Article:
WT 121: How Do I Parent My Strong-Willed Child?

by Karen Stubbs | Birds on a Wire | Wire Talk Podcast

Resources Mentioned in this Episode:

Mom Core

Personality Plus for Parents by Florence Littauer

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Those strong-willed kiddos – phew! We know they’ll be leaders one day, but what do we do TODAY when they won’t listen or are constantly pushing back against us?

On Wire Talk today Karen and Sunny take questions all about these strong personalities; how do we effectively discipline them? How do we establish our authority without crushing their spirits? How do we teach them to harness their innate confidence without being aggressive or coming across as a bully?  We hope this conversation gives you a few tools to parent your headstrong children with confidence.

Question 1: I have a VERY strong willed dominant RED 4th born (I’m a red-blue so I don’t back down!) He often will use potty words and speak unkindly to others. He is disciplined (by various means) but will continue to misbehave. I actually just tried an opposite approach by looking for ways to catch him being kind and earning stars for a little prize. It seems to be working better! Hallelujah! The kid will do great things (one day!).  I just want hope that this won’t last forever! It’s hard not to feel like a failure of a mom sometimes especially when I’m worn down and let something go that probably needed to be acted on.

Karen’s Answer: The Red temperament wants to be in control and they control by anger. But, the good news with the Reds are they love credit and appreciation for their work, so that makes sense that the star chart is working.  Honestly, I think with the Red, once you give them something to control, and start playing towards their strengths they will be a great child.  I have two reds, and once you understand them and start speaking their Red language it gets a lot better. Your son will always be a Red, but you can teach him how to tame it down a bit.  Keep giving your son things to excel at doing and he will move mountains. The four emotional needs he has a red are :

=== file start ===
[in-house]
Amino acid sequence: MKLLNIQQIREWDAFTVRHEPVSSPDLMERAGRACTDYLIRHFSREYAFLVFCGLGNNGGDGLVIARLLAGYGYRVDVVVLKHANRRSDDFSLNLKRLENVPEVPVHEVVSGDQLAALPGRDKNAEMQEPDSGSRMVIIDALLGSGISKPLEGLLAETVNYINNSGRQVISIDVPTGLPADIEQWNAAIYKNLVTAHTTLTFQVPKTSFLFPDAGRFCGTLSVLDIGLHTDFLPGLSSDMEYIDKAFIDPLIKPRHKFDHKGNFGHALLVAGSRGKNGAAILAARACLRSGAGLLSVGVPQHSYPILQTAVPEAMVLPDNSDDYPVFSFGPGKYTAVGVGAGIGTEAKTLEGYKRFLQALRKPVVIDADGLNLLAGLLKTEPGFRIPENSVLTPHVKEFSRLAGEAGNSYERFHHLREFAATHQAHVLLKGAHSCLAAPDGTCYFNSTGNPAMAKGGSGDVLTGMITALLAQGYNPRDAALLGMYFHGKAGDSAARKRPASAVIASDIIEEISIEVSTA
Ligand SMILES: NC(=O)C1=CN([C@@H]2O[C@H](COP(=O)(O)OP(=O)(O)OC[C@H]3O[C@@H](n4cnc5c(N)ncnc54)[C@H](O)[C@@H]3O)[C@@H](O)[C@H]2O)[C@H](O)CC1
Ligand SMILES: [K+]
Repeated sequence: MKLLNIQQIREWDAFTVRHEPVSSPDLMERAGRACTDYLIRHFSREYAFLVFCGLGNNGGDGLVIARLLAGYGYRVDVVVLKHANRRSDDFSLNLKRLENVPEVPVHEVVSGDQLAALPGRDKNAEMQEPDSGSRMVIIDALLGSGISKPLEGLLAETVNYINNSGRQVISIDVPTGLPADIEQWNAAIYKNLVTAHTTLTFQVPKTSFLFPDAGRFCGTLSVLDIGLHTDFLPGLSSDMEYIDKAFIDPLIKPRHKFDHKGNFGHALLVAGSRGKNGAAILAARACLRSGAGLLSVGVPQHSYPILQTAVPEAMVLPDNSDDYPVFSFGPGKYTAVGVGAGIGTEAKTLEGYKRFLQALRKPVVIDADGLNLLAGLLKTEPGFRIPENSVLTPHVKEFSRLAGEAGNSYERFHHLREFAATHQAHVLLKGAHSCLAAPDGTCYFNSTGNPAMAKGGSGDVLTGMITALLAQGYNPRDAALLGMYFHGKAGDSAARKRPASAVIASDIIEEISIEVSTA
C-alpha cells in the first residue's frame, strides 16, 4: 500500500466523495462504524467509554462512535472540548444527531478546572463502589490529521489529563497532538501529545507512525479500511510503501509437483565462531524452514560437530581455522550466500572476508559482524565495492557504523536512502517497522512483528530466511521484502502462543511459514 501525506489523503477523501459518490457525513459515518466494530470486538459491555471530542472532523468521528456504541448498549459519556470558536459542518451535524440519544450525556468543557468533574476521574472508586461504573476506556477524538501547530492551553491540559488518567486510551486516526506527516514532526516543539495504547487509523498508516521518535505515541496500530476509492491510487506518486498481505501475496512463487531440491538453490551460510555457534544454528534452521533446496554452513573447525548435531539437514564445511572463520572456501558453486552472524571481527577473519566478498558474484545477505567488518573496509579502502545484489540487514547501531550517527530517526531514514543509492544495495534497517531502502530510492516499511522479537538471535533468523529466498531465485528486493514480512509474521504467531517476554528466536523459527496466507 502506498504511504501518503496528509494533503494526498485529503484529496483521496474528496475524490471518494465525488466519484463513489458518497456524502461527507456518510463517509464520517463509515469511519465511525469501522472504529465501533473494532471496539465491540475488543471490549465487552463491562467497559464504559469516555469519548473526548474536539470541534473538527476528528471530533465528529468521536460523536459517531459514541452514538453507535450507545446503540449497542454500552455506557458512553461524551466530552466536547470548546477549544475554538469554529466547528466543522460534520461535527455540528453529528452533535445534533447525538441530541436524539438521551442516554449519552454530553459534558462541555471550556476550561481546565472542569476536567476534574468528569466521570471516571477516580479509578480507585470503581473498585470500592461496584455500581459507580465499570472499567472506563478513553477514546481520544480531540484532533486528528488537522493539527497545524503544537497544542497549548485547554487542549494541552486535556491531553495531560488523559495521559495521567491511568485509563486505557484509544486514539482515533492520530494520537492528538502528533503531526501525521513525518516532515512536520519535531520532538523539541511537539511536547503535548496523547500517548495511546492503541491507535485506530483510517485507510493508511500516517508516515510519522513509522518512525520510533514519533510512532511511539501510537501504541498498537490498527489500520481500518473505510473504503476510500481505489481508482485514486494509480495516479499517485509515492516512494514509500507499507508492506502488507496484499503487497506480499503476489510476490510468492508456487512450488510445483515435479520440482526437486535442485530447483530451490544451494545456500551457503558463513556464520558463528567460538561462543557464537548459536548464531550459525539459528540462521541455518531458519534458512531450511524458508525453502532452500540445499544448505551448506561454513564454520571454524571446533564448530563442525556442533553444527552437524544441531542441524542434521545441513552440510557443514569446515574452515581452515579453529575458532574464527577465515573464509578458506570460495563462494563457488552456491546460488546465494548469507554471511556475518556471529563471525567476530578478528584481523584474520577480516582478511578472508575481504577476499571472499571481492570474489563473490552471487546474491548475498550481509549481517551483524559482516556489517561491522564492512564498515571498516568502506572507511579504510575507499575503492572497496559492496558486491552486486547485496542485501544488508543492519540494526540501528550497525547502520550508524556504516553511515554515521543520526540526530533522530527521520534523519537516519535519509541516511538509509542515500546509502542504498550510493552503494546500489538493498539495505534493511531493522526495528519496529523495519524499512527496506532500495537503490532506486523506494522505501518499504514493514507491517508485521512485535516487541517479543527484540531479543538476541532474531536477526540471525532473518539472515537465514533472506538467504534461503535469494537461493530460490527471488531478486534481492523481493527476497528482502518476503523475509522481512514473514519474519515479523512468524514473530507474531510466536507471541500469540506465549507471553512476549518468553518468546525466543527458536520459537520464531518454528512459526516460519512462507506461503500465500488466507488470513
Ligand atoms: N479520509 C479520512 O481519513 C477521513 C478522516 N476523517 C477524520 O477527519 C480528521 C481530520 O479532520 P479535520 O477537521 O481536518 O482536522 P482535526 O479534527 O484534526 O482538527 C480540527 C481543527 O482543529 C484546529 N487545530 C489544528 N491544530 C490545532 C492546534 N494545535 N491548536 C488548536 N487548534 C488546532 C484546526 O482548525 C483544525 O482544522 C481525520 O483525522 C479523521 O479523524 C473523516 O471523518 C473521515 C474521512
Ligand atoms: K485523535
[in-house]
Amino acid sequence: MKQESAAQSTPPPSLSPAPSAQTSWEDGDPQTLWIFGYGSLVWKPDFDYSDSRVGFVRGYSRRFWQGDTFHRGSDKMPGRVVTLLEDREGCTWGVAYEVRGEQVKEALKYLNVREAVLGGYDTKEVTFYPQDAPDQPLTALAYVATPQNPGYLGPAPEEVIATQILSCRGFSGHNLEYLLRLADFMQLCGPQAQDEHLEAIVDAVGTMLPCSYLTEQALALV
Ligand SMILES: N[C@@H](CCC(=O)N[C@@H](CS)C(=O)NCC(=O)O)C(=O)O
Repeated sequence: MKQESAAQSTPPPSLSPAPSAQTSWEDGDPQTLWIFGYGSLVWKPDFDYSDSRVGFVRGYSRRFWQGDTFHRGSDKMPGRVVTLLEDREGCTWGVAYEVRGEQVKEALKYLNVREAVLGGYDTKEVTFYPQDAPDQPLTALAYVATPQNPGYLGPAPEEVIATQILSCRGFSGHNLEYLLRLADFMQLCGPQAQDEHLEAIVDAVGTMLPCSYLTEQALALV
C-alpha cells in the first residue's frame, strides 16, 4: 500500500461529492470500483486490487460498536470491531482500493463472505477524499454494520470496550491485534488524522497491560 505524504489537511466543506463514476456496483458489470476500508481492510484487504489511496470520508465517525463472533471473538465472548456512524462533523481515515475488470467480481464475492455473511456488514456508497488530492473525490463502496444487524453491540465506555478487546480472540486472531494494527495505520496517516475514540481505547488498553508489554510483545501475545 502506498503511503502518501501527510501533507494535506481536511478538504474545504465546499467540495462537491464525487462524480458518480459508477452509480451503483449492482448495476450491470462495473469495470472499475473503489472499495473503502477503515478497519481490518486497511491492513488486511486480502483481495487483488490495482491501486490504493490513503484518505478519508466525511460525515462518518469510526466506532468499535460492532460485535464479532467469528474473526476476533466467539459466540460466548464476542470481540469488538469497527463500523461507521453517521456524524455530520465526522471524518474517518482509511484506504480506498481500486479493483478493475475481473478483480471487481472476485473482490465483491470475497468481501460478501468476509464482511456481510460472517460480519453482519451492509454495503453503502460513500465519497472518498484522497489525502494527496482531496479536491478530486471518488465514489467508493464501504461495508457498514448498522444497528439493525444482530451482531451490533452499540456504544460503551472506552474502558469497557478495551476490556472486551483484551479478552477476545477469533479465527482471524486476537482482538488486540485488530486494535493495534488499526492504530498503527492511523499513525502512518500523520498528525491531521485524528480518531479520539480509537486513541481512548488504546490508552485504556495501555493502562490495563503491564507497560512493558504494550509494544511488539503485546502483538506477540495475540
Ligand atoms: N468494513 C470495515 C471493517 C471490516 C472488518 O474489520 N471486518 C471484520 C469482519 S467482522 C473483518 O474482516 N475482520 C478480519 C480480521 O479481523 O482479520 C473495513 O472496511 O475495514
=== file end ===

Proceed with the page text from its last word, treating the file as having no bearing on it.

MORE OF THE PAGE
• Loyalty
        • Sense of Control
        • Appreciation
        • Credit for Work

 

Question 2: What advice do you have regarding parenting a strong willed child without crushing their spirit? My daughter is two and I reward positive behaviors and most of the time that works,  but what about the days when the positive behavior is few and far between?

Karen’s Answer:  With a strong willed child the best thing is to be consistent, and continually show her you are the boss.  You can praise her opinions, and admire her spunk, but mom is the boss.  On the days she is not minding as well, try and speak words of truth into her like, “I know you have a sweet and obedient heart, will you please help mommy pick up your toys.” Then praise her.

 

Question 3: How do you plant seeds for your children to obey others? We have a hard time with our stronger personality child and her wanting everything to be the same when we aren’t home and someone is filling in for us. Fortunately we have an awesome sitter who gets it and lays down the law but not everyone is that way and I want her to learn that people do things differently.

Karen’s Answer: Just keep teaching her that when mom and dad leave, the person you’ve hired to be the sitter is the one in charge.  Do your best at hiring sitters that are like the one you have who understands your child and can be firm.  Honestly, this concept of respecting authority and obeying takes a while to teach. Don’t give up.

 

Question 4:  I’d love help with raising two “red” toddler girls! What advice can you offer to start them off in the direction they need to go to be confident but not aggressive/bullying young women?

Karen’s Answer: Teach that very concept at an early age.  Point out the them when they are being aggressive or when they get angry because people aren’t agreeing with them`.  Teach them how to be a good leader, not a dictator.  I had two Reds, and at times it was challenging. But, I kept at it because I wanted my daughters to be liked by their peers, and friends don’t like to be bossed around. Don’t give up on the Reds. I know they can push our buttons, but play to their strengths, not their weaknesses.  

 

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